COVID-19 vaccination during pregnancy: more positive messages please!
In my last blog I promised you an analysis of the Q&A landscape on COVID-19 questions from children. Before I get to that I wanted to share a thought with you I’ve been thinking about the past week.
I closely follow the debate on social media about vaccinating while pregnant against SARSCoV2.
As I have written about in an earlier blog post, I personally found it complicated to decide whether or not to vaccinate while being pregnant.
And I have a scientific education- a PhD in immunology- so I can read up on scientific literature and then come to a conclusion.
Based on science.
That most other pregnant people can’t do that is only logical.
That is why I think there should be a lot more guidance on how to decide.
So far, as I have described before, the messaging was either neutral up to plain out confusing.
Apparently with the immense COVID-19 numbers in the UK their public health messaging now seems to change.
Can you imagine being pregnant and experiencing severe COVID-19? Severe enough for a hospital admission?
I had a stomach flu, probably a Norovirus, during my first pregnancy and I still remember how awful it is when you feel sick while you’re really pregnant.
You must know that a pregnant person in their last trimester is not the fittest.
Your lung volumes are smaller due to the baby taking up a lot of space.
You carry lots more weight.
Your body is full of hormones which weaken all your connective tissue.
All of this makes even the fittest (and I consider myself rather sporty) rather unfit ;)
Now, imagine you get a severe SARSCoV2 infection and need additional oxygen.
That the numbers of hospitalization rates amongst pregnant people are rising in the UK is not really surprising. Some articles state that probably only about 50% of pregnant people are getting vaccinated. I suppose we’re still missing the real numbers, but they can’t get high.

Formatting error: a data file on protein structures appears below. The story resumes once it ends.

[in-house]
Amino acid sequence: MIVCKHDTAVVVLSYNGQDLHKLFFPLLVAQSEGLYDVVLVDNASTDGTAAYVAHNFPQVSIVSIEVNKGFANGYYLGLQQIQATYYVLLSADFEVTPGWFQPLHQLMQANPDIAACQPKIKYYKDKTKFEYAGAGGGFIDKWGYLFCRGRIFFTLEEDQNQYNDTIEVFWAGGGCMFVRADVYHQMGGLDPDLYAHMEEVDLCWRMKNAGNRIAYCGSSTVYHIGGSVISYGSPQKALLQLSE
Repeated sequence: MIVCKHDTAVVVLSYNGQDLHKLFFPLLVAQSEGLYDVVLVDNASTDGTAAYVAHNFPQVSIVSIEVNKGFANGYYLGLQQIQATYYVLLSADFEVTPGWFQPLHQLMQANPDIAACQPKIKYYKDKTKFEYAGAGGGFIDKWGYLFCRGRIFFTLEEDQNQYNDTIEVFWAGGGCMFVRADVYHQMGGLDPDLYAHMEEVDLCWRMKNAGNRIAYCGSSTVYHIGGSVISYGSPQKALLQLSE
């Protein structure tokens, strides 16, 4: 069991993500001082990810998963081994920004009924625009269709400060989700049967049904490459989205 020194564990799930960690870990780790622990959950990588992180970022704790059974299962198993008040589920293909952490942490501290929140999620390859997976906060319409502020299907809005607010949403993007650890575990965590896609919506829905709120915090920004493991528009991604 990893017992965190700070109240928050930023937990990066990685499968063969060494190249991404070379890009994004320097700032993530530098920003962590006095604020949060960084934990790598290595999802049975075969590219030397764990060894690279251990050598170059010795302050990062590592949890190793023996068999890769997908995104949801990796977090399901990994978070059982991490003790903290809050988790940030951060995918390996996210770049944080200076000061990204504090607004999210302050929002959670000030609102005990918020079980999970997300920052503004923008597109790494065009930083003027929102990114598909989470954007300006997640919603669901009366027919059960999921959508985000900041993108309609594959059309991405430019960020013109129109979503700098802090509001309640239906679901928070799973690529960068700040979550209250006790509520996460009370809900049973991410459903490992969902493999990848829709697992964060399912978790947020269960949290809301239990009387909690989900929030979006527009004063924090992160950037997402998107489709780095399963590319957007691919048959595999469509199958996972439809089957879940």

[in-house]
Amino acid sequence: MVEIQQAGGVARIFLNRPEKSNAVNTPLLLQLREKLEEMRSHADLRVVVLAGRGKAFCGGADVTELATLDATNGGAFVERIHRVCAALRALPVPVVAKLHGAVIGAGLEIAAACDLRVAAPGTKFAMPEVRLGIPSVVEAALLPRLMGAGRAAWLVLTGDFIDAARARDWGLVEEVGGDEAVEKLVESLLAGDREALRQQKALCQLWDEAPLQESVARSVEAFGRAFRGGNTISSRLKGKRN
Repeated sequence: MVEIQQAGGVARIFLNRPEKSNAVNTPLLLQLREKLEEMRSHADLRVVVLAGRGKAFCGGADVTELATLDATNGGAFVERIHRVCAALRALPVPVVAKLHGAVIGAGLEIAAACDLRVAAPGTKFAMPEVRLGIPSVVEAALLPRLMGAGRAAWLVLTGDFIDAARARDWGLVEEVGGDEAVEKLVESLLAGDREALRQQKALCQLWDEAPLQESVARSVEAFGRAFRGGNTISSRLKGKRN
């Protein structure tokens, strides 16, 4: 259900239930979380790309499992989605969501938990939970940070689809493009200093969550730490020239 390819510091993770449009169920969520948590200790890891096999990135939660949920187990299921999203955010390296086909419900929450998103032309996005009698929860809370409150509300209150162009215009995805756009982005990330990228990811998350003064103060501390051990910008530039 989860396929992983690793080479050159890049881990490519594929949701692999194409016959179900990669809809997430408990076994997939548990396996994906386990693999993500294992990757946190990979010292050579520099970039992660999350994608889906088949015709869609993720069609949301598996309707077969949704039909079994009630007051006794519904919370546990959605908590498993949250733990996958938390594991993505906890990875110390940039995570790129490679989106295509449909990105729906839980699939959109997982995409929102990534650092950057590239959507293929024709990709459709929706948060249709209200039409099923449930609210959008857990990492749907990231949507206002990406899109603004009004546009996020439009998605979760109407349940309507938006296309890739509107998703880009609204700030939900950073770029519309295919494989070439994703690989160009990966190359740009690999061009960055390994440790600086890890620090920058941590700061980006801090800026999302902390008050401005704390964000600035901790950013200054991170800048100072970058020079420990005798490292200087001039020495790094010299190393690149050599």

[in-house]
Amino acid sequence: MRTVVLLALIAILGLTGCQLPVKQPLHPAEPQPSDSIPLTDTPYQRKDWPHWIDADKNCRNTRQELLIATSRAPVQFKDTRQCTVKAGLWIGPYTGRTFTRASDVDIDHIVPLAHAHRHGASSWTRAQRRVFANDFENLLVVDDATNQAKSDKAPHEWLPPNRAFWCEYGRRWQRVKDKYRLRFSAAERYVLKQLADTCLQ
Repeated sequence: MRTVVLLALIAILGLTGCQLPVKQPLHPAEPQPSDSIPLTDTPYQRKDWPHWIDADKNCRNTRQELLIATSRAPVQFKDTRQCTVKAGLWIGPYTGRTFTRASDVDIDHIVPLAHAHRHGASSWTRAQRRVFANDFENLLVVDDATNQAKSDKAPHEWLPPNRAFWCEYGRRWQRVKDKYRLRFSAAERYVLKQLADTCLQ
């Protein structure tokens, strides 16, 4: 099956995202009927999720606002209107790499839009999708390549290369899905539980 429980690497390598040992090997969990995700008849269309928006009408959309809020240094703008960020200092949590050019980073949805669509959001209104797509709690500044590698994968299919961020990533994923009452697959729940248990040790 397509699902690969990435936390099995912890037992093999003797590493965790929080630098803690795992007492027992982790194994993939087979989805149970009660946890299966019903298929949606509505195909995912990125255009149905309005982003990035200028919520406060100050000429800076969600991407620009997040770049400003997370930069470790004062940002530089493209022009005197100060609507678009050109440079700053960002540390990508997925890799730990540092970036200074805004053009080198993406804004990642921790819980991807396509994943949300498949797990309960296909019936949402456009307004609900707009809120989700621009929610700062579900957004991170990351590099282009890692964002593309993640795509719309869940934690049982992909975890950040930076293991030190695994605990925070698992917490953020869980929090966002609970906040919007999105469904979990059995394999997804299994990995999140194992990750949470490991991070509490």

How could they?
If the public health messaging is on the spectrum of “oh it’s up to you” to “we don’t recommend it due to the lack of data”, it’s no surprise really.
Who would decide in favor of vaccinating if you’re not familiar with the data and the science?
If nobody takes the time to walk you through it? To weight the pros and cons with you?
Also midwifes (at least what I can tell from my experience here in the Netherlands) leave it completely up to you. They often don’t even mention it. They don’t ask for your thoughts and feelings about getting vaccinated.
And if you see information now appearing from the UK where they have apparently shifted their public health messaging from “up to you” to “you should do it” – because of such drastic rises in hospitalizations- the message is still very much “you should do it because it seems safe”.
I however would like to see more positive messaging.
There are some studies now that have been looking at the passive transfer of antibodies from mothers after infection or vaccination to their unborn child. Or in case if they are breastfeeding, to their babies.
I spoke about ‘passive immunity’ in my previous blog explaining the phenomenon of sharing an immune response with your baby. That to me is a brilliant thing and definitely worth mentioning.